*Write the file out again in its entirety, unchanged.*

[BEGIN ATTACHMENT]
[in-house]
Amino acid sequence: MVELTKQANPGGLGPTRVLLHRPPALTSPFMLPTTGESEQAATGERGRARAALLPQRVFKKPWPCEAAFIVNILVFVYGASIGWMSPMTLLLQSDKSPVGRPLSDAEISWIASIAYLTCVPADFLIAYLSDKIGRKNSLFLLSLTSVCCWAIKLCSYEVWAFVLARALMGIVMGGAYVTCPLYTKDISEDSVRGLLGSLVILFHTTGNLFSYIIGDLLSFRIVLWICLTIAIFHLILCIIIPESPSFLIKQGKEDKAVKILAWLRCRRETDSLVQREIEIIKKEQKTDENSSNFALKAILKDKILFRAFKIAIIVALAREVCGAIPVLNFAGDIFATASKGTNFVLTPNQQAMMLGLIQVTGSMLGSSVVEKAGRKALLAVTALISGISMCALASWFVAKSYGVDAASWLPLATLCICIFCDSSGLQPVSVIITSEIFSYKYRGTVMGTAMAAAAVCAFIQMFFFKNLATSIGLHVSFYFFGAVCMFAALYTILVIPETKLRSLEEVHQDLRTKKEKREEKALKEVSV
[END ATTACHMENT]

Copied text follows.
[in-house]
Amino acid sequence: MVELTKQANPGGLGPTRVLLHRPPALTSPFMLPTTGESEQAATGERGRARAALLPQRVFKKPWPCEAAFIVNILVFVYGASIGWMSPMTLLLQSDKSPVGRPLSDAEISWIASIAYLTCVPADFLIAYLSDKIGRKNSLFLLSLTSVCCWAIKLCSYEVWAFVLARALMGIVMGGAYVTCPLYTKDISEDSVRGLLGSLVILFHTTGNLFSYIIGDLLSFRIVLWICLTIAIFHLILCIIIPESPSFLIKQGKEDKAVKILAWLRCRRETDSLVQREIEIIKKEQKTDENSSNFALKAILKDKILFRAFKIAIIVALAREVCGAIPVLNFAGDIFATASKGTNFVLTPNQQAMMLGLIQVTGSMLGSSVVEKAGRKALLAVTALISGISMCALASWFVAKSYGVDAASWLPLATLCICIFCDSSGLQPVSVIITSEIFSYKYRGTVMGTAMAAAAVCAFIQMFFFKNLATSIGLHVSFYFFGAVCMFAALYTILVIPETKLRSLEEVHQDLRTKKEKREEKALKEVSV